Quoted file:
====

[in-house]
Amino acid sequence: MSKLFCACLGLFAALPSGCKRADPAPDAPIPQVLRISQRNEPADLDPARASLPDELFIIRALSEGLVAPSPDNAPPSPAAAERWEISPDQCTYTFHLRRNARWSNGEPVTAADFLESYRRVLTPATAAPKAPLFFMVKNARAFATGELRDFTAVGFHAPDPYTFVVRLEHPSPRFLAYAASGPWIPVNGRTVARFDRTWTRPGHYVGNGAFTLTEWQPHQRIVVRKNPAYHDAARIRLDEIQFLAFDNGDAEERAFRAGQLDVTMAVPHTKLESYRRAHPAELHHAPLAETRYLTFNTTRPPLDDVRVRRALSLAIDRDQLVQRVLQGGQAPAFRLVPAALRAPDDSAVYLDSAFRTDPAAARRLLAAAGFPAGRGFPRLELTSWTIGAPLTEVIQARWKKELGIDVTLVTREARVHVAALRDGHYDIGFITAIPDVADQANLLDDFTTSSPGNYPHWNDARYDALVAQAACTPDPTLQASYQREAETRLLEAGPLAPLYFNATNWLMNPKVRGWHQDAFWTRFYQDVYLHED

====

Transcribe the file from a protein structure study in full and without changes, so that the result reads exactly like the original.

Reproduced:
[in-house]
Amino acid sequence: MSKLFCACLGLFAALPSGCKRADPAPDAPIPQVLRISQRNEPADLDPARASLPDELFIIRALSEGLVAPSPDNAPPSPAAAERWEISPDQCTYTFHLRRNARWSNGEPVTAADFLESYRRVLTPATAAPKAPLFFMVKNARAFATGELRDFTAVGFHAPDPYTFVVRLEHPSPRFLAYAASGPWIPVNGRTVARFDRTWTRPGHYVGNGAFTLTEWQPHQRIVVRKNPAYHDAARIRLDEIQFLAFDNGDAEERAFRAGQLDVTMAVPHTKLESYRRAHPAELHHAPLAETRYLTFNTTRPPLDDVRVRRALSLAIDRDQLVQRVLQGGQAPAFRLVPAALRAPDDSAVYLDSAFRTDPAAARRLLAAAGFPAGRGFPRLELTSWTIGAPLTEVIQARWKKELGIDVTLVTREARVHVAALRDGHYDIGFITAIPDVADQANLLDDFTTSSPGNYPHWNDARYDALVAQAACTPDPTLQASYQREAETRLLEAGPLAPLYFNATNWLMNPKVRGWHQDAFWTRFYQDVYLHED